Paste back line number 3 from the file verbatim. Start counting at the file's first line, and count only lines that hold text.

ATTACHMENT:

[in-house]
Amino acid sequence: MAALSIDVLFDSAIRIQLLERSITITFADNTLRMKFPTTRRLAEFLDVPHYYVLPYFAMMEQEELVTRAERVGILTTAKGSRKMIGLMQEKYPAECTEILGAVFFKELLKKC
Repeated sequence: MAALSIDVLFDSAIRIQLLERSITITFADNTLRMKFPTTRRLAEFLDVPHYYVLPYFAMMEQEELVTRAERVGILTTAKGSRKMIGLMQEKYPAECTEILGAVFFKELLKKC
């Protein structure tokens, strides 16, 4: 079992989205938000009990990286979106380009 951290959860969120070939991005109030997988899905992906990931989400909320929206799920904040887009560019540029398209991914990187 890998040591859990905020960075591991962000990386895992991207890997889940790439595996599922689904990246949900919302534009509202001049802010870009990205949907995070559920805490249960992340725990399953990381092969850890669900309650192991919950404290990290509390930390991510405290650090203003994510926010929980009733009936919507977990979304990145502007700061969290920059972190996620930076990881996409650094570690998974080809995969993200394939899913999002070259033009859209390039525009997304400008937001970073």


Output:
Repeated sequence: MAALSIDVLFDSAIRIQLLERSITITFADNTLRMKFPTTRRLAEFLDVPHYYVLPYFAMMEQEELVTRAERVGILTTAKGSRKMIGLMQEKYPAECTEILGAVFFKELLKKC